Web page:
Calcasieu Parish District Court Decision

Ruling on Damages

This matter came before the Court for trial on the merits, which took place from August 19, 2013 to August 23, 2013, regarding claims for damages made by the 45 Plaintiffs whose names are listed further below, as a result of a chemical release and explosion on September 17, 2006 at a facility owned and operated by the Defendant, Georgia Gulf Lake Charles, LLC (Georgia Gulf). At the conclusion of the trial, the Court took the matter under advisement and gave the parties an opportunity to submit post-trial memoranda. The Court has carefully reviewed and considered the following in ruling on damages: all evidence submitted, including the testimony of all witnesses and the large volume of exhibits; and pre-trial and post-trial memoranda, including the statutory and case law submitted by the parties. The Court also has considered any and all credibility issues regarding causation of each Plaintiff’s claimed damages by the alleged exposure to the chemicals released prior to, during, and after the explosion at the Georgia Gulf facility on September 17, 2006. Calcasieu Parish District Court 

Further, this Court previously heard testimony and viewed evidence during the trial of 11 other Plaintiffs in April of 2012, wherein testimony and exhibits concerning the magnitude and details of the September 17, 2006 Georgia Gulf explosion where introduced into the record. The Court made factual findings in a written ruling and the parties hereto agreed that there would be no need to reintroduce that same evidence in this second trial. Therefore, this week long trial focused on damages only for the 45 plaintiffs named herein.

However, prior to discussing damages in the instant case, it’s appropriate for the Court to re-state some of the factual findings previously made regarding liability and causation, which were proven by a preponderance of the evidence: 1) Georgia Gulf made a deliberate and/or grossly negligent decision prior to, during and after, the explosion and resulting fire, to make sure that there was minimal, if any, air monitoring outside of the plant in the most populated and heavily traveled areas closest to the Georgia Gulf plant, which made it impossible for Plaintiffs, or anyone else, to determine the amount of the multiple hazardous chemicals to which the public may have been exposed. The only air monitoring performed off-site by Georgia Gulf was away from the more populated areas, which was performed by untrained employees who, in spite of their lack of training, obtained readings that were indicative of a high level of chemicals in the air. 2) That Georgia Gulf violated its own policies with regard to the lifting of the Shelter in Place. 3) That there is credible evidence to show that the hazardous chemicals released by Georgia Gulf were in the air outside of the plant, including the few air monitoring results obtained by Georgia Gulf. In support of its case, Georgia Gulf takes the position that, even with the on-site monitors showing levels of hazardous chemicals in the air that were many times what would be considered a safe level, it allowed many employees and on-site responders to be present without any protective gear, which would be a clear violation of Georgia Gulf s own safety policies and procedures. The fact that Georgia Gulf violated its own policies and put its employees and responders at risk for exposure is not persuasive to this Court. (4) Many of the Plaintiffs in this group of cases had pre-existing health problems that would make them more susceptible to injury as a result of exposure to hazardous chemicals from the Georgia Gulf release/explosion/fire.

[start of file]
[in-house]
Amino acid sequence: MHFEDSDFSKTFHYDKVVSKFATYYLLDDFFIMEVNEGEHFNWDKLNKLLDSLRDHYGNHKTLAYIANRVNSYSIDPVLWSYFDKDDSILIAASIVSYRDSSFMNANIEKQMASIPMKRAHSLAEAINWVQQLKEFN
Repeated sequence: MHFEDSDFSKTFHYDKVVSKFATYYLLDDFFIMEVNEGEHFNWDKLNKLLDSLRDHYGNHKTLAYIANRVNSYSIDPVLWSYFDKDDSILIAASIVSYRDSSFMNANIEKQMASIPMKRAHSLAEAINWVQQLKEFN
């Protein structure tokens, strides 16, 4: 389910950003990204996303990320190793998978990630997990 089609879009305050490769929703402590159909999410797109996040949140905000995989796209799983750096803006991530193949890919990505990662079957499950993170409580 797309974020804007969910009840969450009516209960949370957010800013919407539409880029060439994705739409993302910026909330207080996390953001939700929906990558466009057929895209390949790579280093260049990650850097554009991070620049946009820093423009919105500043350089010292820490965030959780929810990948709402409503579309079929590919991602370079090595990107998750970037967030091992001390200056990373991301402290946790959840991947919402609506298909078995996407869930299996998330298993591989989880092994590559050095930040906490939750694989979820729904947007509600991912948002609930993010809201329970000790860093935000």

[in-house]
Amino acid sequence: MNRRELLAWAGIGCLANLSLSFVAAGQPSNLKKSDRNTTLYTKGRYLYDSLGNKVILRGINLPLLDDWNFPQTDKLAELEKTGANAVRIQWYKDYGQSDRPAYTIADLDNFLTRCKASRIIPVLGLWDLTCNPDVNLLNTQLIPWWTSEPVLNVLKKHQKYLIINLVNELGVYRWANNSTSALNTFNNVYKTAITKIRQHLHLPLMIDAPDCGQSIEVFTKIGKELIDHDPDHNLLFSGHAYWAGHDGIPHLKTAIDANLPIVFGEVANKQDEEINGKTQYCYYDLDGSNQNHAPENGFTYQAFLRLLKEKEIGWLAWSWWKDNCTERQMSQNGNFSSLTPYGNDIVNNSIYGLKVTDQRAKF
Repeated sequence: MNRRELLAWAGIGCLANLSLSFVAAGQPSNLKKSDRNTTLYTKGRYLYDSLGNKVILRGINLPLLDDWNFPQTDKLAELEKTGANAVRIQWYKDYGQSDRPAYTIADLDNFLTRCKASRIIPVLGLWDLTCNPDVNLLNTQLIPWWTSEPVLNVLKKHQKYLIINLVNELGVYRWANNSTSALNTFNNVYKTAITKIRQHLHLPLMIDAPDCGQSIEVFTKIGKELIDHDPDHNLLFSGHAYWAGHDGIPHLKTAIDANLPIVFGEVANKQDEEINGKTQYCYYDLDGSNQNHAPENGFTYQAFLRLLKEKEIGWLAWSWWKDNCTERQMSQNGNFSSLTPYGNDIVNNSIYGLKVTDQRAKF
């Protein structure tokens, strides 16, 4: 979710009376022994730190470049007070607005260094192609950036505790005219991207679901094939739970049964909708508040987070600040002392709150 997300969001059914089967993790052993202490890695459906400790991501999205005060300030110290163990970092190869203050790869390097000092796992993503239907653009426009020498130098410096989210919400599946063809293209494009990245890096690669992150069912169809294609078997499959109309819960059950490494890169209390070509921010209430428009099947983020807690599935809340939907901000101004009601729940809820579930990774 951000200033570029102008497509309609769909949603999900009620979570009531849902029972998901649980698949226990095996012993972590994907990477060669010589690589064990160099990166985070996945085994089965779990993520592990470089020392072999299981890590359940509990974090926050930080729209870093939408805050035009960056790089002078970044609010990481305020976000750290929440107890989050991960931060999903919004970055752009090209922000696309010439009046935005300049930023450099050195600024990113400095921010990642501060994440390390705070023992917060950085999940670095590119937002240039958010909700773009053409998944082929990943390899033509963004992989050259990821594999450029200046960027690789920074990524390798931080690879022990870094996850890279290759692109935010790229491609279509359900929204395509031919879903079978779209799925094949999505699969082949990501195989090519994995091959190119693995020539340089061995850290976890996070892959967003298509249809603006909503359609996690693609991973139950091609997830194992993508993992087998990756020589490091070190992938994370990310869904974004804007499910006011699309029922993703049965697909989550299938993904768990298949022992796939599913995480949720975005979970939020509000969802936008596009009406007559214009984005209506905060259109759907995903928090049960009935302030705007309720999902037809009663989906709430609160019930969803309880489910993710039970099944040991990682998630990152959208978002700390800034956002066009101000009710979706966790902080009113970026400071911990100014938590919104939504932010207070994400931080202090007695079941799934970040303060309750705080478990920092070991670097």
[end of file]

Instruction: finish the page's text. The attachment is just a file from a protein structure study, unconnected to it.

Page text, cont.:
With regard to the cases cited and relied upon by Georgia Gulf, particularly Howard v. Union Carbide C01p., 50 So. 3d 1251 (La. Sup. Ct. 2010), this Court recognizes that a much more benign chemical was involved than the ones involved in the current case, and that all chemical exposure cases are not equal. Many factors have to be considered, including the chemical(s) involved, the duration of exposure, the symptoms and duration of symptoms, treatment and objective findings, etc. Each case and each Plaintiff must be considered independently. The Court has considered all these factors in deciding each of the 45 cases presented.